NASCAR officials don't expect any changes in the way restart zones are policed this season, saying that they felt comfortable with the process that was put into place during the latter portion of 2015.
It will, however, be the first use of the new larger zones for the majority of the facilities.
Fourteen tracks hosting NASCAR Sprint Cup Series races this season are expected to have the larger restart zones in place for the first time, including Daytona International Speedway, site of the season-opening Daytona 500 scheduled for Feb. 21.
Restart zones are located prior to the start/finish line and indicate where the race leader, or control car, is allowed to accelerate when the race is either beginning or coming out of a caution period.
Officials lengthened the zones last season at several tracks following complaints and concerns from competitors about the "gamesmanship" being played in the areas.
By extending the zone, the race leader enjoyed a larger window of opportunity to control the start or restart of the race and lessened the likelihood of another driver gaining an advantage.
Beginning with the opening race of last year's Chase for the NASCAR Sprint Cup at Chicagoland Speedway, NASCAR stationed an official inside the track near the zone, and added a high definition camera to provide evidence should a start or restart be called into question.
Two weeks after that move, officials announced that restart zone areas would be expanded for the remaining Chase events, beginning at Dover International Speedway where the restart zone at the 1-mile facility was increased from 70 feet to 140 feet.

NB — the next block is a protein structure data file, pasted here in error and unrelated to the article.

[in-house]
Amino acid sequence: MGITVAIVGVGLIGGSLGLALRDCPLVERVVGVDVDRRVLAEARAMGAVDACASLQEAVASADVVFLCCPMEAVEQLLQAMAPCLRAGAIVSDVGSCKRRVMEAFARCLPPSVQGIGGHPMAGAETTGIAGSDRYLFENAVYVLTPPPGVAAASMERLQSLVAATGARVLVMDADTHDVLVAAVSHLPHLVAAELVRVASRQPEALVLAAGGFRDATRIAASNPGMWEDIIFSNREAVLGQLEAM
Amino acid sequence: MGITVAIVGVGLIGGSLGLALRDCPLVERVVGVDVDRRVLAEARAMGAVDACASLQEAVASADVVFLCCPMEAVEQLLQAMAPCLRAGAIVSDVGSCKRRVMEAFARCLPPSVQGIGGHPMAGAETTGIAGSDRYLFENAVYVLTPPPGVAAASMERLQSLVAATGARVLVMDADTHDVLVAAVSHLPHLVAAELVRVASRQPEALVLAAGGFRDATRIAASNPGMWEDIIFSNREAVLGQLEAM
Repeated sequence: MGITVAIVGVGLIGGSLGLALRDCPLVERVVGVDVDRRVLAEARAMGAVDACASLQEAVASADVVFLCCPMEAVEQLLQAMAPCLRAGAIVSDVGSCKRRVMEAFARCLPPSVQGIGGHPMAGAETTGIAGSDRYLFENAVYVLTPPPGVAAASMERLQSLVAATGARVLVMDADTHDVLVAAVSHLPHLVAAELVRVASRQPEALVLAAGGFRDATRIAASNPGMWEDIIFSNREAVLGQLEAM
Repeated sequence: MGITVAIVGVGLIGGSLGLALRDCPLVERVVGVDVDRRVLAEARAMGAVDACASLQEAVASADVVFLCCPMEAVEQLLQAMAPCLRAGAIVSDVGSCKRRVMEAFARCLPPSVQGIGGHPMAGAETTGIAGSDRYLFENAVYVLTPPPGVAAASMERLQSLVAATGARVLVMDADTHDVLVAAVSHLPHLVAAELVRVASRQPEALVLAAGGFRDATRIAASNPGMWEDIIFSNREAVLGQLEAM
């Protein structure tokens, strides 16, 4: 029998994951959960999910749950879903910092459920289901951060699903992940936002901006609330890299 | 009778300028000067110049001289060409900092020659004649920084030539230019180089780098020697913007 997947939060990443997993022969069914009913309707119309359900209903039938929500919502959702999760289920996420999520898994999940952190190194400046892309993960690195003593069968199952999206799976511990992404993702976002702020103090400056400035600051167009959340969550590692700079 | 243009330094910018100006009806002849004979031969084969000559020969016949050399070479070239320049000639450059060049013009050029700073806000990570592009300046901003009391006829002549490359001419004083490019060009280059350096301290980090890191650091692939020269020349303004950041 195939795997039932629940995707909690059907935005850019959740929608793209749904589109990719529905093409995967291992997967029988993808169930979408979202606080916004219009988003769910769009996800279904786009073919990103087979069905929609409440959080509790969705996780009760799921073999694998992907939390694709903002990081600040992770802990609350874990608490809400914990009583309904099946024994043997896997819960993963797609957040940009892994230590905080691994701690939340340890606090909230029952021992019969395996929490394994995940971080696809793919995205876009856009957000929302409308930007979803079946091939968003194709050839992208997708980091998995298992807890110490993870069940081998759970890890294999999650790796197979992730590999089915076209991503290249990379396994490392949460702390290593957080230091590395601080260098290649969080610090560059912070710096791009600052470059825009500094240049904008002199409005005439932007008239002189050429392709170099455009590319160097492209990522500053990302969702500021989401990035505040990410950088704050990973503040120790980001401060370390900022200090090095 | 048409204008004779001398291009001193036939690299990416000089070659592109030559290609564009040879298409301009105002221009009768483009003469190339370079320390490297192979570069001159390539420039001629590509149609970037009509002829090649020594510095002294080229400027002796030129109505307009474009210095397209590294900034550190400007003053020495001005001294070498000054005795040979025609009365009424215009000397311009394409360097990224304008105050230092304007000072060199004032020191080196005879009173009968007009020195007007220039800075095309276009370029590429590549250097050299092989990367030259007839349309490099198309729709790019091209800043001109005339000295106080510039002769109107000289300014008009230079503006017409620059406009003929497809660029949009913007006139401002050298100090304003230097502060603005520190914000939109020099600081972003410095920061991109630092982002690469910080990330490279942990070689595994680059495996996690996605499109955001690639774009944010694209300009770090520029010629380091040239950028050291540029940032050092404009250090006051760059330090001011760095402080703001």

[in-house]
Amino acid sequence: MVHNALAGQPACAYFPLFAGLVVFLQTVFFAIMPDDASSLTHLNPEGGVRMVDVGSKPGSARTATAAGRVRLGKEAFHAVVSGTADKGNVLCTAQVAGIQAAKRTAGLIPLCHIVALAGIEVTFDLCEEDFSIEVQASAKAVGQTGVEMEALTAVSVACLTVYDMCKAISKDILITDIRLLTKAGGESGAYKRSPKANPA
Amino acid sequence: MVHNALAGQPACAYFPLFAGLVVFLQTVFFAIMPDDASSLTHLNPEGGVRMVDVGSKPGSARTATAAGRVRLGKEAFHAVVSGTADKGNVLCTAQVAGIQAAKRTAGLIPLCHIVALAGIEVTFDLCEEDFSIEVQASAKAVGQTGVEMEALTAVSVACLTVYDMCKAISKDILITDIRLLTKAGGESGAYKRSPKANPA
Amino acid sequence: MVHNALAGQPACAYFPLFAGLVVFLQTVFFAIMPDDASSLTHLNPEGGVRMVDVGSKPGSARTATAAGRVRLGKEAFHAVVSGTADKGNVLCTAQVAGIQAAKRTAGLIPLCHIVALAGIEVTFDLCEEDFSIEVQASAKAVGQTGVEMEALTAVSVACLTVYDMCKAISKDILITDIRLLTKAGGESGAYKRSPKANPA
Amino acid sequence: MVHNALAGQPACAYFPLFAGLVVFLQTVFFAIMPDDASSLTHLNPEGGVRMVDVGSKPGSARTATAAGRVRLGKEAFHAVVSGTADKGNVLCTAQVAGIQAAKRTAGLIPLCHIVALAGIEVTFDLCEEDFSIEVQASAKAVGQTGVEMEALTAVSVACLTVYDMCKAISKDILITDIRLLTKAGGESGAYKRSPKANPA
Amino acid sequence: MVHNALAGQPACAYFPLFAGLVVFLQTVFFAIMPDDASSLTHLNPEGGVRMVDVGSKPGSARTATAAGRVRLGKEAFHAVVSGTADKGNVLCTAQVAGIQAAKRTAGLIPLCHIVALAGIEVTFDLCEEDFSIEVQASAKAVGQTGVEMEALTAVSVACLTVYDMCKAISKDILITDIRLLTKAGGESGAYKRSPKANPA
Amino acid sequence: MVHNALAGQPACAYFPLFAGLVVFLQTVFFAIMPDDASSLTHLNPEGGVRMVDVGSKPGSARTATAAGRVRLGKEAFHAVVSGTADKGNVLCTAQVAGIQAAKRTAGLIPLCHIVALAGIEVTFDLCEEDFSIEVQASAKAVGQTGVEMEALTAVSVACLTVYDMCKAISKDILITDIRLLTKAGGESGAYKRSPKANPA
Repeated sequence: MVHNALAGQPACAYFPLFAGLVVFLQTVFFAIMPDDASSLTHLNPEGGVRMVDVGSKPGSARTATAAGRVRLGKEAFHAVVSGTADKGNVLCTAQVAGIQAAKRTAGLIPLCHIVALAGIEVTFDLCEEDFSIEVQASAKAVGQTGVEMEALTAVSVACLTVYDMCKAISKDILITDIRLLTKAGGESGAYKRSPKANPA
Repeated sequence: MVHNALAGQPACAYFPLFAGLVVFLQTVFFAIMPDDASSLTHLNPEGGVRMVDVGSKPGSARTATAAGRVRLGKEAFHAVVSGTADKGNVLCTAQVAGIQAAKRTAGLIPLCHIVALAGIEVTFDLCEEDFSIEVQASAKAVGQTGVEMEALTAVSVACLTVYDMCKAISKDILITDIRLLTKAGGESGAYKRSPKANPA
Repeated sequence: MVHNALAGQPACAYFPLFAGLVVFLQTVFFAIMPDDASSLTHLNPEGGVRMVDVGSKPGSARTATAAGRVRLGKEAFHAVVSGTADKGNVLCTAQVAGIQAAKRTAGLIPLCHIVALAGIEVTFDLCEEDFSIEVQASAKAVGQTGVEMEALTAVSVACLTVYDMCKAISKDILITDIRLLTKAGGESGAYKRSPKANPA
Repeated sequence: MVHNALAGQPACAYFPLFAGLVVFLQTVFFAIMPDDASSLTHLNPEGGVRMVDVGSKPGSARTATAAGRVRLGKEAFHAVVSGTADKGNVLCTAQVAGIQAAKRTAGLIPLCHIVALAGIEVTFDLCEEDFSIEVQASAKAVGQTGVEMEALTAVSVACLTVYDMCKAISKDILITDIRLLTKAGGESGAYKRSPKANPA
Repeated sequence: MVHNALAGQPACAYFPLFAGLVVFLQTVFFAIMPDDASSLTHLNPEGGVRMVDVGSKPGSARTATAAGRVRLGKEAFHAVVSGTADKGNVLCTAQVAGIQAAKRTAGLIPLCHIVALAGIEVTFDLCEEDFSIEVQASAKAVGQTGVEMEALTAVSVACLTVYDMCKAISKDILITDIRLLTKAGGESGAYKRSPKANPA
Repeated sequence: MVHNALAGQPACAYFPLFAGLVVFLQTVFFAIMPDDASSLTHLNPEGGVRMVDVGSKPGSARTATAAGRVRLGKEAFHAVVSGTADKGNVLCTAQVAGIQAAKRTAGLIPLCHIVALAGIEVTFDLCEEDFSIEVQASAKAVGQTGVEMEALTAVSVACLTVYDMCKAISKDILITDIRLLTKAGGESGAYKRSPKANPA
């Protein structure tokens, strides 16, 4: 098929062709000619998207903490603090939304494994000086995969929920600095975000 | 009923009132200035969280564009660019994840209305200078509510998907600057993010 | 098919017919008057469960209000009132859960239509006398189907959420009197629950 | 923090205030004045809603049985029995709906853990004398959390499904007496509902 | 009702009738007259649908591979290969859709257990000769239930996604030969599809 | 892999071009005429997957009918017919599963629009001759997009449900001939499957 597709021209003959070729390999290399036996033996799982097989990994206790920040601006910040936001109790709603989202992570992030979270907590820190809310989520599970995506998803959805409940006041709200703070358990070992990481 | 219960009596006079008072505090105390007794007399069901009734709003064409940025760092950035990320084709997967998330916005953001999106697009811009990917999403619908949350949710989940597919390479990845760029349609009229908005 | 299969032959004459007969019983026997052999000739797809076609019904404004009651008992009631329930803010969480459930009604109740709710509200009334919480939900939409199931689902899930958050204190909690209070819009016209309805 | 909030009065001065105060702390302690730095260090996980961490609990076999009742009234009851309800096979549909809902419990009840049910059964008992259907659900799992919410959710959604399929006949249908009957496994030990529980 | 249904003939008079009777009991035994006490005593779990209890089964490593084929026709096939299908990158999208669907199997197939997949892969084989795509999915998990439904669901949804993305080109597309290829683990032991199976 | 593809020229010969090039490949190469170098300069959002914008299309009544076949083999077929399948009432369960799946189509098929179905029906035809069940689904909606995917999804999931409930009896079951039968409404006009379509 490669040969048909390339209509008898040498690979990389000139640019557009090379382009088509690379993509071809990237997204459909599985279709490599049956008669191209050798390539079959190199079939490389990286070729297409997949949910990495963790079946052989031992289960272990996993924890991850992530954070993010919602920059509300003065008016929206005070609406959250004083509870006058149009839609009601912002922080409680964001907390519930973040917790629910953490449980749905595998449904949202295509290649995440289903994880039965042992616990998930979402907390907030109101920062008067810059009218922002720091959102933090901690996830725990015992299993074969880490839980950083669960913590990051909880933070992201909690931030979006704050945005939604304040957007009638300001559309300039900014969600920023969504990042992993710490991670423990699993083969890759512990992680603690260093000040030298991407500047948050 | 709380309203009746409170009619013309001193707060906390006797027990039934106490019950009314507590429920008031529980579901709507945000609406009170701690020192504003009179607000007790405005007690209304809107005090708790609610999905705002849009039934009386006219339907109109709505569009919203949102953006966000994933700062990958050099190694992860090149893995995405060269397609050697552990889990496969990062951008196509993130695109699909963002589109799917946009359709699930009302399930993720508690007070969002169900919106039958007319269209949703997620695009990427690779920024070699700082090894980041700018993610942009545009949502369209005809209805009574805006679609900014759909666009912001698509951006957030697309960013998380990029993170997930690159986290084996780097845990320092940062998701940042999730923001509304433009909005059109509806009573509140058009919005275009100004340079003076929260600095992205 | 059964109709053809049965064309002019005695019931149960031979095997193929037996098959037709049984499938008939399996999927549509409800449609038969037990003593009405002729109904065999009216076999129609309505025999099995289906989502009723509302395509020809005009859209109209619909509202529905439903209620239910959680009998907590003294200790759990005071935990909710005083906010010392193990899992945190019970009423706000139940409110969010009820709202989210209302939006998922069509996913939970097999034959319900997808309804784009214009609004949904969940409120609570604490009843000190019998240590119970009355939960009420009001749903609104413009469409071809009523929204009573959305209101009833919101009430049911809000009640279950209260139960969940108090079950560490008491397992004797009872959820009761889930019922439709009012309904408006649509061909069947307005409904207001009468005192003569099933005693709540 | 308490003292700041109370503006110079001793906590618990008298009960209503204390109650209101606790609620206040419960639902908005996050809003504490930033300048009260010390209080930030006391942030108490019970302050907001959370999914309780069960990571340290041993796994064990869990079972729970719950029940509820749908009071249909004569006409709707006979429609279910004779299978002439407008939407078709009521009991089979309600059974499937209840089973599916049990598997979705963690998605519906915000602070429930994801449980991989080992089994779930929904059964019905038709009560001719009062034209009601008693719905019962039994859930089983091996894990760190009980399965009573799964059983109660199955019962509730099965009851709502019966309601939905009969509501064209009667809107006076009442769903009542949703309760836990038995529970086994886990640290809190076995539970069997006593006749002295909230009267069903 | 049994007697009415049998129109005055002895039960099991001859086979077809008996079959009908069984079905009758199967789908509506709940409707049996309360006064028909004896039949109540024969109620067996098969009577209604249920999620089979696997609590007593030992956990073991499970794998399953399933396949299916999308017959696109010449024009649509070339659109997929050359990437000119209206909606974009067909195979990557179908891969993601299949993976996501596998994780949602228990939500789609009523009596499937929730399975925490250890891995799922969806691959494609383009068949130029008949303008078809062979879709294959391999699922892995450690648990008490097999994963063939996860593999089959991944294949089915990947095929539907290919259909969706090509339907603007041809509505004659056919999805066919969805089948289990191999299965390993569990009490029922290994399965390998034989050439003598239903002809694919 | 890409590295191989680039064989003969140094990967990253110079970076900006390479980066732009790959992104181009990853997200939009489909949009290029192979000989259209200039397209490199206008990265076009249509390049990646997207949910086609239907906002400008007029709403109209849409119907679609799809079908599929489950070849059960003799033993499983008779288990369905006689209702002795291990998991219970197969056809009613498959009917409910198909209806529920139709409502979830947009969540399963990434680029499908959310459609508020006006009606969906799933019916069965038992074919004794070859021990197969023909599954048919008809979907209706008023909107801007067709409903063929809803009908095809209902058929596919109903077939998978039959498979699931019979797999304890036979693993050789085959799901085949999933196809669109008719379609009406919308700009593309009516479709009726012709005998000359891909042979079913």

"The cameras that we did employ there (in the restart zones), those were monitored in the PRO System as well as up in the tower," Sprint Cup Series Managing Director Richard Buck said. "We were pretty pleased towards the last part of the year with the (changes). In checking with the drivers, they felt it got to the point where it was a level playing field for everybody."
The rules concerning starts and restarts were not impacted by the changes. The race leader, or control car, still must maintain caution car speed and cannot exceed that speed before passing the double red lines that mark the beginning of the restart zone.
If the leader has not accelerated by the time he or she reaches the single red line, designating the end of the zone, the starter in the flagstand will start the race.
A driver other than the race leader can be the first to the start/finish line, as long as the initial pass did not occur within the restart zone.
The majority of the areas that were expanded last season were extended from the original area forward, toward the start/finish line. Buck said the only track to expand the zone back toward the fourth turn was Phoenix.
"If we had moved it (toward the start/finish line) at Phoenix, the drivers almost wouldn't be able to look out of the race car to see the green flag (wave)," Buck said.
"We'll physically go take a look at the race track, take a look at the logistics and see what makes sense. The majority of them, (extending) toward the start/finish line, doubling it, worked out very well so I expect that's what you'll see."